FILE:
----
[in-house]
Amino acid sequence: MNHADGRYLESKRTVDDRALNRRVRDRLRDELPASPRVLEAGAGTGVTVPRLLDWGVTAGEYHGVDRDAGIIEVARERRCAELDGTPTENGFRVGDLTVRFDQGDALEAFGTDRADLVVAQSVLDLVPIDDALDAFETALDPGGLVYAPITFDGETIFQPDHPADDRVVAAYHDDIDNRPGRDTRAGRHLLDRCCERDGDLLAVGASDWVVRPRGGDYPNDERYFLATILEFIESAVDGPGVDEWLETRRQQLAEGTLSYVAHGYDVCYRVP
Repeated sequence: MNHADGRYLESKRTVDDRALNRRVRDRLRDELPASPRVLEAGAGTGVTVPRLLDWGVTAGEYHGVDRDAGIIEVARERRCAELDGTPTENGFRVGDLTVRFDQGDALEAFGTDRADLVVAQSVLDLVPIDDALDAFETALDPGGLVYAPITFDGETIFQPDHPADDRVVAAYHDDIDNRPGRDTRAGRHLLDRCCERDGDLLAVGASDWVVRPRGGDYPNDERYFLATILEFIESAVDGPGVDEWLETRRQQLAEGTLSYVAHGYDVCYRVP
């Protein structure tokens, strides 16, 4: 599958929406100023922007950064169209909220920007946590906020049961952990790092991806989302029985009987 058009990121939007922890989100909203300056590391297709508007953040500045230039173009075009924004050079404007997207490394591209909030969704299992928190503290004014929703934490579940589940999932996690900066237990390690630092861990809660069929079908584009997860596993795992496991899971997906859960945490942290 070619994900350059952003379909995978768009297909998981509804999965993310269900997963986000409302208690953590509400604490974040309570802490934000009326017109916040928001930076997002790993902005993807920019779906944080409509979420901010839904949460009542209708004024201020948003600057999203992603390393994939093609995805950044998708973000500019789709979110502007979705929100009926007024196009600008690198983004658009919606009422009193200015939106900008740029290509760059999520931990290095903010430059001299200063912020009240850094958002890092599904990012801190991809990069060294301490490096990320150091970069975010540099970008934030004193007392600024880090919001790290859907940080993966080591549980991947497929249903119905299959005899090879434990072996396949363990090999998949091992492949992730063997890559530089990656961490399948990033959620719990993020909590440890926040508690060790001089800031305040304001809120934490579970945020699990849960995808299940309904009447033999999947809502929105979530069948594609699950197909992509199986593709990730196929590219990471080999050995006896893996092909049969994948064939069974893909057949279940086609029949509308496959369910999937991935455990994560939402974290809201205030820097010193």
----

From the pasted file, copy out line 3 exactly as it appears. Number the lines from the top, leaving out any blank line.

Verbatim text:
Repeated sequence: MNHADGRYLESKRTVDDRALNRRVRDRLRDELPASPRVLEAGAGTGVTVPRLLDWGVTAGEYHGVDRDAGIIEVARERRCAELDGTPTENGFRVGDLTVRFDQGDALEAFGTDRADLVVAQSVLDLVPIDDALDAFETALDPGGLVYAPITFDGETIFQPDHPADDRVVAAYHDDIDNRPGRDTRAGRHLLDRCCERDGDLLAVGASDWVVRPRGGDYPNDERYFLATILEFIESAVDGPGVDEWLETRRQQLAEGTLSYVAHGYDVCYRVP